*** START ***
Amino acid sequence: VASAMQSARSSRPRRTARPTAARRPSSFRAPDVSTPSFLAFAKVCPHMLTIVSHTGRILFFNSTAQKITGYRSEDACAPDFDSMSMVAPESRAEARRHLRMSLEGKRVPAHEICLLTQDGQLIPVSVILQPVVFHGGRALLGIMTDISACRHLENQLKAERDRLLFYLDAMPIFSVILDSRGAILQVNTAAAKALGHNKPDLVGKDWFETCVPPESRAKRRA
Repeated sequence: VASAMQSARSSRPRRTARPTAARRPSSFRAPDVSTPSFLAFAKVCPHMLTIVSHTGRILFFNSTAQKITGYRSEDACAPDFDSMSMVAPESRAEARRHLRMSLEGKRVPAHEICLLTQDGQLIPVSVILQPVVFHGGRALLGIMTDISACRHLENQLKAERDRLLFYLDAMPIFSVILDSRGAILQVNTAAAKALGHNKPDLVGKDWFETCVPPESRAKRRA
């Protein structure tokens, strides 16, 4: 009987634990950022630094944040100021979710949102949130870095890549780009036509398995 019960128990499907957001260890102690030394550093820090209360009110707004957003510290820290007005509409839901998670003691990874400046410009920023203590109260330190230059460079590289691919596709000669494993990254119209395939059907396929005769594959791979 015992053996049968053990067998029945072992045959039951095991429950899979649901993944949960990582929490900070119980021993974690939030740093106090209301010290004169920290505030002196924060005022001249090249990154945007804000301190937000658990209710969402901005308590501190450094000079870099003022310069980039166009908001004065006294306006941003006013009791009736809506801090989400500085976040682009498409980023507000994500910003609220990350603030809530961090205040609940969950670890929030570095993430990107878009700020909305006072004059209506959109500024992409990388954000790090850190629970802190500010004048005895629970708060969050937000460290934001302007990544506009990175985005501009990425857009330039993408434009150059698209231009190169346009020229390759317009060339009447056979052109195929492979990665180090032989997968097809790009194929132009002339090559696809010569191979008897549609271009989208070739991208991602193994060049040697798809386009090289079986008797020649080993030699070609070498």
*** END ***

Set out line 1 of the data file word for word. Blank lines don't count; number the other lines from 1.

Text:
Amino acid sequence: VASAMQSARSSRPRRTARPTAARRPSSFRAPDVSTPSFLAFAKVCPHMLTIVSHTGRILFFNSTAQKITGYRSEDACAPDFDSMSMVAPESRAEARRHLRMSLEGKRVPAHEICLLTQDGQLIPVSVILQPVVFHGGRALLGIMTDISACRHLENQLKAERDRLLFYLDAMPIFSVILDSRGAILQVNTAAAKALGHNKPDLVGKDWFETCVPPESRAKRRA